Thursday, July 31, 2008

MySQL: triggers + replication = frustration

For the most part, I've been impressed with MySQL, but every once in a while I hit a problem that really surprises me. It seems like MySQL has this mentality that if there is a bug that is hard to fix, just document it, and then it's a feature and not a bug. Nice.

MySQL claims to have most of the power features of a robust RDBMS like triggers, foreign keys (although I consider that the most basic of features), stored procedures, etc. But it sure is frustrating to find out that most are incomplete.

Sure MySQL has foreign keys, and cascade deletes, but don't expect cascade deletes to fire triggers. That's a documented feature (bug).

Sure MySQL has triggers, but don't try using them if you are also using replication. We recently got bit by a feature (bug) where stored procedures or triggers that insert multiple records in tables with auto-increment don't work with replication. The auto-increment values on the replica will get off, and replication will break.

The problem is that before each insert statement in the binlog, there is a statement to set the auto-increment value. This is important to make sure that the values will always be the same between master and replica. On the master you may have two transactions that run in parallel, and use interleaved auto-increment values:

tx1: insert into table1 ... (uses auto-increment value 1)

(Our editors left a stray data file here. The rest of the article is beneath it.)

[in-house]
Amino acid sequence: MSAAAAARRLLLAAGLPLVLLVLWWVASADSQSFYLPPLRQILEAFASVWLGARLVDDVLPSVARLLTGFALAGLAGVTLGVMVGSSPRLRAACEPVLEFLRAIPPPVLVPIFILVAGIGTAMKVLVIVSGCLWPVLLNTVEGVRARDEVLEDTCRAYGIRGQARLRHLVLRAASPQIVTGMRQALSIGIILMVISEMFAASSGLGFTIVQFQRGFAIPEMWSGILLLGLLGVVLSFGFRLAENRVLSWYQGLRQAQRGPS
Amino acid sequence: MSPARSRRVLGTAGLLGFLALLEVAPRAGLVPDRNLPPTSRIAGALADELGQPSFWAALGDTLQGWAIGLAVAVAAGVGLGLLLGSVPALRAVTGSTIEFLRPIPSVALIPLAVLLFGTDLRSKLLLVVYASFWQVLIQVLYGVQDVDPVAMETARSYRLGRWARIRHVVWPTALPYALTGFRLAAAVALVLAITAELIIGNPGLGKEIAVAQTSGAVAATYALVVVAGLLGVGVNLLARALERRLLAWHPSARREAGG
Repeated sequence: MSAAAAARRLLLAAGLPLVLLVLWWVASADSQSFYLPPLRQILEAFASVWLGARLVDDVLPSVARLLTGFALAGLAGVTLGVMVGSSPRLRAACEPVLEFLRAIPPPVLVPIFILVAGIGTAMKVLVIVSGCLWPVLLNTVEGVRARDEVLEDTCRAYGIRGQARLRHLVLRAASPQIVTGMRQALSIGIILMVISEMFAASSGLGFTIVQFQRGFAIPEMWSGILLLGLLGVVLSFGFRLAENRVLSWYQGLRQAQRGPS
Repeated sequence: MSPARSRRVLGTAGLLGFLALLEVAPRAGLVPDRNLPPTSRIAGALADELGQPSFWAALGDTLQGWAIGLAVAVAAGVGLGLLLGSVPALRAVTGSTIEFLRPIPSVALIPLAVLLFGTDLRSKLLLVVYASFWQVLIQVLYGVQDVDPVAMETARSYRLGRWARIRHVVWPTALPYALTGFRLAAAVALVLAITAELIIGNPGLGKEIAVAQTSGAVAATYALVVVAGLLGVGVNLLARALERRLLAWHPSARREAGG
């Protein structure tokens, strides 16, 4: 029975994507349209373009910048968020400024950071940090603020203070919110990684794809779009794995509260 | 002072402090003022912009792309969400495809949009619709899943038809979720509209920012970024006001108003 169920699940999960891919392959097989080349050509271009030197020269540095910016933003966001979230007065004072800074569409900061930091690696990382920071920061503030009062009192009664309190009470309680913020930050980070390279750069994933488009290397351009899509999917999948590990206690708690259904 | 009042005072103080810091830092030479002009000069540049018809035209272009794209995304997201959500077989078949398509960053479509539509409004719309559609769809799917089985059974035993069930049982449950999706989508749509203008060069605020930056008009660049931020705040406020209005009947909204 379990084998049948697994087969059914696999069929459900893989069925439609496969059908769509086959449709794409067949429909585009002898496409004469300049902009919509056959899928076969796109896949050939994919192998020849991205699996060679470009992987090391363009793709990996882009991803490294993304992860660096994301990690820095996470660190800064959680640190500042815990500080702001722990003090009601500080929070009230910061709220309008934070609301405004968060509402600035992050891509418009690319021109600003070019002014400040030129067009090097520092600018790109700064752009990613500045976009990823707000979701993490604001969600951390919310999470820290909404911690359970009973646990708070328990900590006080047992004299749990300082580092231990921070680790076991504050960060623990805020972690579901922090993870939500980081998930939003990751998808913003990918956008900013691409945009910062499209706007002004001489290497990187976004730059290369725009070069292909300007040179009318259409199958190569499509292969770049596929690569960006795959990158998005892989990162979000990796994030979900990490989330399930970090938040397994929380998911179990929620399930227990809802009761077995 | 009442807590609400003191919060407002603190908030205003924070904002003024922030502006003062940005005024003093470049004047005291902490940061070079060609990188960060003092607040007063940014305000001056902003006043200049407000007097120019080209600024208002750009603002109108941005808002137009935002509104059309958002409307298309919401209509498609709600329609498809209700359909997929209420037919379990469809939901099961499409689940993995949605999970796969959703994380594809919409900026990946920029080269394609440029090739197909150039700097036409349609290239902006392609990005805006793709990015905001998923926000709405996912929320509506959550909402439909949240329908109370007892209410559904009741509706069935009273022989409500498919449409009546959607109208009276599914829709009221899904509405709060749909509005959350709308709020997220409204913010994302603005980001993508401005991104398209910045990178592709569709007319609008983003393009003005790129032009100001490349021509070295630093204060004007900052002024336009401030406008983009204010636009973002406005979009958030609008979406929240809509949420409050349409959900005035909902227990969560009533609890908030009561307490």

tx2: insert into table1 ... (uses auto-increment value 2)
tx1: insert into table1 ... (uses auto-increment value 3)
tx1: commit;
tx2: commit;

In the binlogs, the transactions are serialized, so the auto-increment value has to be explicitly set:

set auto-increment to 1;
insert into table1...
set auto-increment to 3;
insert into table1...

set auto-increment to 2;
insert into table1...

But consider the case where the insert is on a table with a trigger that inserts a record into a second table (like an auditing table). The binlog only sets the auto-increment value for the actual insert statement. The trigger's insert will use whatever the replica's auto-increment value for the second table is set to. Since simultaneous transactions on the master are serialized in the binlogs, inserts on the second table may happen out of order, and auto-increment values will no longer match the master.

It seems that MySQL is not planning on fixing this bug in 5.0. My understanding is that in 5.1 the solution will be to use row-based replication. Statement based replication will still be broken, from what I can tell. I did see one bug report where someone said something about mixed mode replication, and switching to row-based temporarily for any statement or stored procedure call that will insert multiple records. Sounds like a can of worms to me.

Regardless of what happens in 5.1, there will be no solution for this in 5.0. And from my experience, I'll be nervous to move to 5.1 anytime soon. So it looks like I'll be stuck with this "feature" for a while to come. Nice.